In all cases, black can postpone the checkmate as long as he wants by moving the rook besides his king as many squares away as he wishes. In the first position of the queen vs rook endgame, White wins after around log₂(n) moves again by repeated checks and an eventual fork - note that the board edges play an indispensable role for the checkmate. In the second position, white wins after chasing the Black king north with his queen and rook for n moves (alternatingly moving his rook and queen up). Here the board edges play no role in the checkmate pattern and I omitted them. In the last position, white will win after moving 3 pawns, after which the bottled-up queens escape and finish black off. After each pawn move, black gets to move his rook arbitrarily far along the second row, threatening mate; white will have to move his king for n moves one step at a time, pursued by black's, until reaching the rook to get a "tempo" for the next pawn move. (Thus, this position is technically even checkmate-in-ω*3 on an infinite board, since black can move his rook away arbitrarily far away 3 times.) Here, the lower board edge is indispensable for the checkmate threat by black.

(Nota bene: There are some extensions of these positions with additional pieces / pawns so that black can choose not only once but several times how many moves are still needed for white. An example for such an ω*2 position, which is an extension of my first example, can be found here. This is welcome, but it is not necessarily the kind of novel mating ideas that I am looking for.)

My Question

Do you know of other examples of (maybe even classic) chess endgame positions with a fixed amount of pieces that can get drawn out arbitrarily long only by extending the board from 8×8 to n×n (and keeping all else constant)? Is there maybe some systematic way of constructing these positions with long-ranged mating nets? Some Q-R and R-B endgames have this feature as I showed in this post; maybe we can also find this feature in various other endgames? (where maybe bishops and knights also play a more important role?) I would like to collect as many examples of such mating nets as possible and, ideally, be able to combine various ideas in the same position, in the end. I am interested both in cases where the board edges play a role and in edgeless boards. I am not so much interested in slight modifications of these positions but in different mating ideas like these and endgames with similar features.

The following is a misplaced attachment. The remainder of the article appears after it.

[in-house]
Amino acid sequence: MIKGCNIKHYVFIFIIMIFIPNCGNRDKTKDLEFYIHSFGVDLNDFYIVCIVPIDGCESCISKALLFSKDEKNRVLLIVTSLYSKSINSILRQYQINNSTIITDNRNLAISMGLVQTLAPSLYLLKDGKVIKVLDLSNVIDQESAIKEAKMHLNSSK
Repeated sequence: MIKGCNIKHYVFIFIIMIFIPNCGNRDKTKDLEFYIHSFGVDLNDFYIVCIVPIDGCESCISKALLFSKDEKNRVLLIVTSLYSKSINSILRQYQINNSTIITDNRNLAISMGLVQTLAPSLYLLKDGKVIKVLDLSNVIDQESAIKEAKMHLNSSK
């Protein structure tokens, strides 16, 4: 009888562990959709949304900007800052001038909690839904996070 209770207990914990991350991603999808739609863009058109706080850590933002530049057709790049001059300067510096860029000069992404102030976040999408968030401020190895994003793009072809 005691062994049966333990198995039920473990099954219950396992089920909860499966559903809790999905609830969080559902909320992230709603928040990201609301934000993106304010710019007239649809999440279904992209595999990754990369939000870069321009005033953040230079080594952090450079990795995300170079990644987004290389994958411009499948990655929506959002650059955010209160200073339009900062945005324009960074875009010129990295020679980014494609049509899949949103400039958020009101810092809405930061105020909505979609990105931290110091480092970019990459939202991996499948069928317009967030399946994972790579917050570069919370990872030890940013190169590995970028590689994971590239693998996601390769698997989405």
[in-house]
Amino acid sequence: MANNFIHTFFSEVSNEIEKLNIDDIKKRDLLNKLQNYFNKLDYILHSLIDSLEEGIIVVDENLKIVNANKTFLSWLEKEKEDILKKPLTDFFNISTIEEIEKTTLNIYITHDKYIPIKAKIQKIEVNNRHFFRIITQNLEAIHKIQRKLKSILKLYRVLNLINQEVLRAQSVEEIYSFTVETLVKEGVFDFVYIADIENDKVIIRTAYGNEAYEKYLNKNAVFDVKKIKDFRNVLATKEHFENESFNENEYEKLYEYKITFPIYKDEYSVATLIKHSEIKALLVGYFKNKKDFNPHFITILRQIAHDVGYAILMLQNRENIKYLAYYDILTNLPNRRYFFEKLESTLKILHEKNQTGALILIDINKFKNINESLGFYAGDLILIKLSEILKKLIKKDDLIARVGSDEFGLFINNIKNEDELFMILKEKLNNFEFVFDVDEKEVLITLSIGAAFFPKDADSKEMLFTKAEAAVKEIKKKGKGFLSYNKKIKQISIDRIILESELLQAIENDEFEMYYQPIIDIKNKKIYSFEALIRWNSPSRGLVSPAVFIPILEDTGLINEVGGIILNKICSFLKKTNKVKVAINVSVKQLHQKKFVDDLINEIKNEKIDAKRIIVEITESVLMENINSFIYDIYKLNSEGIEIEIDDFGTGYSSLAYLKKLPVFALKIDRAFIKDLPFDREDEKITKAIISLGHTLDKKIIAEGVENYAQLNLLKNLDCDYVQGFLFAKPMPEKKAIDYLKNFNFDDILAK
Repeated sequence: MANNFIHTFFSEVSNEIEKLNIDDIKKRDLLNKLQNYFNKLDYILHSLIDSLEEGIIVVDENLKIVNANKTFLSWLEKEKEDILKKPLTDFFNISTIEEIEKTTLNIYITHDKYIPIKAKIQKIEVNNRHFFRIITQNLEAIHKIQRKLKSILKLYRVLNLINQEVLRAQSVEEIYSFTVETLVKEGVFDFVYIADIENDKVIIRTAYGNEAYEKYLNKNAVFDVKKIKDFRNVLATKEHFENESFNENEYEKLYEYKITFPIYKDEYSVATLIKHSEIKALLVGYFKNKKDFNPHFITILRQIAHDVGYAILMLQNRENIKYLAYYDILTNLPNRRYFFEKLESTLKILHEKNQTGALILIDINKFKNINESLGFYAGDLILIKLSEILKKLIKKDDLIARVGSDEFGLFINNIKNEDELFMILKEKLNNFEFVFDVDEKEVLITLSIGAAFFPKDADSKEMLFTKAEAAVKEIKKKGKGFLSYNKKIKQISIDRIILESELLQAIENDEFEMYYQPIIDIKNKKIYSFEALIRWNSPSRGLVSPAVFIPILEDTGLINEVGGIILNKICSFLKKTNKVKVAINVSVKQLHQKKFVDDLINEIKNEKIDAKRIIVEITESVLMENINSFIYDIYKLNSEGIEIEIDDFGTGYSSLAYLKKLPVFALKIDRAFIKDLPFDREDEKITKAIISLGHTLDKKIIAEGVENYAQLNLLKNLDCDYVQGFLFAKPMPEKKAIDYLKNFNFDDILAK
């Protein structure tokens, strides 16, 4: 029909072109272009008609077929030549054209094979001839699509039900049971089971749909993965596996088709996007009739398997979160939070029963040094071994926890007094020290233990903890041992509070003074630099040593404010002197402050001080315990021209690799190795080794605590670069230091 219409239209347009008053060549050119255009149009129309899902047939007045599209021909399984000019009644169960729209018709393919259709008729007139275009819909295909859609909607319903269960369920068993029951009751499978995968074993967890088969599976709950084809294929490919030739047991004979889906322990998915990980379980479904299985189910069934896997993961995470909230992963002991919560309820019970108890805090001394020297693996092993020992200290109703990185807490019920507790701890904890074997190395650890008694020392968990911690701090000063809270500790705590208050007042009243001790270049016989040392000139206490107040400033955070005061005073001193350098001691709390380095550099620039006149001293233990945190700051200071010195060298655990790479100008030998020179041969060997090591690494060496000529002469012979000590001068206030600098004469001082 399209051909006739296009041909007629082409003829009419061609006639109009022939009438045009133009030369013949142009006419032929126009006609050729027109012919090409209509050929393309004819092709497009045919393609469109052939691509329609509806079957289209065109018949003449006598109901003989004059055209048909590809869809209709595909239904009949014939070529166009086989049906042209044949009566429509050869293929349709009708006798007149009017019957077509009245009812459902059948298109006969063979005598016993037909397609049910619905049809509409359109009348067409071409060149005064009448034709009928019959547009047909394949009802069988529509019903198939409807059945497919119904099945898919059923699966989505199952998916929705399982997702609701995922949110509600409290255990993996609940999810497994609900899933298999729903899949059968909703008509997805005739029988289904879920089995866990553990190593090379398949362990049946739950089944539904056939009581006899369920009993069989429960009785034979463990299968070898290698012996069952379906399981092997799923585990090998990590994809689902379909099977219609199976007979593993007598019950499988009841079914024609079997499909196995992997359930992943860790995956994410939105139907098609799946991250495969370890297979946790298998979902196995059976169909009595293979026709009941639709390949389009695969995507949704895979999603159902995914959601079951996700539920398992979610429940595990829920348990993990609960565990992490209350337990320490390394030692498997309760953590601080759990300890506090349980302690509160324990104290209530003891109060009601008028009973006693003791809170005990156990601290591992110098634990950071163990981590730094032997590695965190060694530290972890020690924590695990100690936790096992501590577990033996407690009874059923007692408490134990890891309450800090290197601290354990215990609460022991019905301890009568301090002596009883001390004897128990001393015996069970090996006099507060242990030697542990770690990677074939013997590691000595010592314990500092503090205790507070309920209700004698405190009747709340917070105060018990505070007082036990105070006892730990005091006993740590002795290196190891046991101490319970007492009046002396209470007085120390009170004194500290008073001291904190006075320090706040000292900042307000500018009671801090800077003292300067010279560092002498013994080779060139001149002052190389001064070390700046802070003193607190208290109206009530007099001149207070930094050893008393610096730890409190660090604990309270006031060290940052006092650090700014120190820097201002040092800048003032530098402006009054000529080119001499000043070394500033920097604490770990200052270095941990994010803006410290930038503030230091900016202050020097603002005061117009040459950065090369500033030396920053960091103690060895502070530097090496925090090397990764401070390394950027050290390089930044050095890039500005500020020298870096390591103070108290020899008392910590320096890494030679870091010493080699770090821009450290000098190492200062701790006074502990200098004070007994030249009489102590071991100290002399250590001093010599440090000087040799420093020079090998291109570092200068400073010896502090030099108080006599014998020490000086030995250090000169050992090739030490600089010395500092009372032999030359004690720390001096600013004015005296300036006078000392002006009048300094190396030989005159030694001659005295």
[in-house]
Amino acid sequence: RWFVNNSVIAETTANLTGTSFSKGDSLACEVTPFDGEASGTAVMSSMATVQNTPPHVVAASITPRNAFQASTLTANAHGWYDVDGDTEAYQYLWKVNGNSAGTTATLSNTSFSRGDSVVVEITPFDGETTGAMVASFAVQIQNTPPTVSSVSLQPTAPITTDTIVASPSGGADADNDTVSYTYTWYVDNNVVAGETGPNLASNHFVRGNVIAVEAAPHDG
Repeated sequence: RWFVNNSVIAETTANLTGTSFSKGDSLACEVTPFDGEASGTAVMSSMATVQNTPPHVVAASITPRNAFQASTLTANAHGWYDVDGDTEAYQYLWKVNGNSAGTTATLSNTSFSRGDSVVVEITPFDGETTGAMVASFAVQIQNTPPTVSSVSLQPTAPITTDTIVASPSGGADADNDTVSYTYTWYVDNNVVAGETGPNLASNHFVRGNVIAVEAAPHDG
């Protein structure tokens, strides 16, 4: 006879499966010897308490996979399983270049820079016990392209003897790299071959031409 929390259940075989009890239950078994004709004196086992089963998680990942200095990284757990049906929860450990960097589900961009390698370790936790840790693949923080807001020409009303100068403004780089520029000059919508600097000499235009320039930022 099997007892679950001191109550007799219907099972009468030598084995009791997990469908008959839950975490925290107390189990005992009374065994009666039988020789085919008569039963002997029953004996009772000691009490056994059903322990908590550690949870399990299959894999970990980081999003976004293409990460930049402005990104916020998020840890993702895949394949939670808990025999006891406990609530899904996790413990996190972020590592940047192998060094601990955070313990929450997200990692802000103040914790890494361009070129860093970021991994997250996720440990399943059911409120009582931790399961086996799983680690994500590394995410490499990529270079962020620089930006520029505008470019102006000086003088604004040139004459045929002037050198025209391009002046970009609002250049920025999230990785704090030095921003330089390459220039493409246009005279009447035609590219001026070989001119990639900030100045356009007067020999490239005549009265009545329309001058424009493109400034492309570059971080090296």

• What about Kd1, Bb1, Bc1 vs Kc3, mate in O(3n)?
    – Evargalo
    Jun 17, 2023 at 23:25
  • @Evargalo I think this is O(1). I assume you are talking about the case of the quarter-infinite board, i.e. there are a south and a west edge - otherwise there is not enough mating material. White can just start with Bg5 and Bg6, trapping the black king in the bottom left corner and delivering a swift checkmate in a few moves. I don't see why this should be increasing in n. Jun 17, 2023 at 23:34
  • 2
    Surely the lightest such positions are K+P/K wins such as Ka3,Pa2/Ka1 (mate in Cn+O(1) moves for some finite C>1). Jun 18, 2023 at 3:29
  • @NoamD.Elkies Nice one! I didn't think of using promotion in infinite chess, because I was too focussed on the edgeless case. Jun 18, 2023 at 3:39

1 Answer 1


A simple example should come from knight-bishop endgames, assuming n is even. All pieces start out close to one corner of the board and the lone king needs to be chased into a corner of the opposite colour. The farther away this corner is the longer this will take.